the downside of being colorblind

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My daughter and me in Chicago

My daughter and me in Chicago

During a recent trip to Chicago, my daughter and I were walking outside the Art Institute of Chicago when she observed, “English is the language I’m hearing the least here. It’s refreshing.”

Now hold that thought, and please indulge me for a minute as I hop down a rabbit trail. (I promise it’ll make sense, eventually. Well, maybe promise is too strong a word. Let’s just say I hope it will make sense.)

When I was a kid growing up in the 1960s, I was fortunate enough to attend an interracial school. Perhaps because of the heightened racial tensions we were experiencing in American culture at the time, our teachers made a point of helping us little white kids to appreciate “colored people” and even taught us Negro spirituals like “Rock My Soul in the Bosom of Abraham.” (At the time I assumed the song referred to Abraham Lincoln!)

I recall being encouraged to understand that we are all equal and all alike inside. In my childish mind, I took that to mean, people may come in different colors, but inside we’re all the same–a white person like me. I also took it to mean that a person’s color was something I was to pretend I did not see.

Now, I’m guessing you learned better than that long before I did.

But as an adult, thankfully, I do see things–particularly people–differently. I still believe we are all equal and that as humans we share many common aspirations, insecurities and needs. But it took me longer than I’d like to admit to come around to the dangers of ignoring a person’s race, or more importantly the culture associated with it. White people like me seem particularly good at making this mistake. We act like we don’t see a person’s color or race, when of course, we do. Just like people of all races “see” others who are different from themselves. For whatever reason, we see this “not seeing” as a good thing, as if being Asian or white or hispanic or black is an unspeakable impediment to be tolerated or ignored. But a person’s racial heritage and color is not something to overlook like it’s a flaw; it’s something to be esteemed and celebrated.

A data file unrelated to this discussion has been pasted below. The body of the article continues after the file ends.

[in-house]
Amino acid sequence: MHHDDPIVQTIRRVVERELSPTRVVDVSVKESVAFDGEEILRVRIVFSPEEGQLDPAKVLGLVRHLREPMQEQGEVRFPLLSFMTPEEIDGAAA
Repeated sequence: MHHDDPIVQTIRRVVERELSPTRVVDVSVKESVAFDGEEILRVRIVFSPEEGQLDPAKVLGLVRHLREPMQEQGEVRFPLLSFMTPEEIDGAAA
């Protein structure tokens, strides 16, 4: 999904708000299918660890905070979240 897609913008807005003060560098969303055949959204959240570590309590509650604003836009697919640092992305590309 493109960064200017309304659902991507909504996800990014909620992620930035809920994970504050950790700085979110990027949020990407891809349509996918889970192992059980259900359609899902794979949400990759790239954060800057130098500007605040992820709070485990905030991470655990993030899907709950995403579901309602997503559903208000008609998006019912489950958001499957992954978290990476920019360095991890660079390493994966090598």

And so, that brings me back to my daughter’s comment about finding it refreshing to be surrounded by different languages. (We live in a very homogeneous part of the Midwest, so while I was pleased about her observation, I wasn’t exactly surprised!) It made me think about the stories I’m creating for young readers her age and a bit younger. How often do I include a character who’s outside my white, middle class world? How can I help kids understand the importance of appreciating people inside and out?

How about you? Do you lean toward the familiar or do you intentionally branch out to create characters that reflect a broader worldview or culture or color? Let me encourage you to think of ways you can enrich a young reader’s world–or make it refreshing, as my daughter would say–by incorporating more diverse characters in your story.

Please don’t misunderstand me, I’m not asking you to change a main character’s name from Pete to Pedro, and call that “diversity.” You know better than that. I’m simply suggesting that when it makes sense, or maybe even when it doesn’t initially, consider how you can build richer worlds for your readers by word-painting with all the colors.

I promise I’ll do the same.

Thinking is the hardest work there is, which is probably the reason why so few engage in it. ~ Henry Ford

5 responses »

  1. This is the second time today I’ve read about diversity in characters in stories. This is good. It helps me S-T-R-E-T-C-H my brain and to THINK differently. Thank both of you – love Chicago too.

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  2. Thanks, Vicky! I’m doing revisions right now to deepen some of my characters. I need to create family trees and backstories that won’t be fully used in the story, but I need to know and understand their history.

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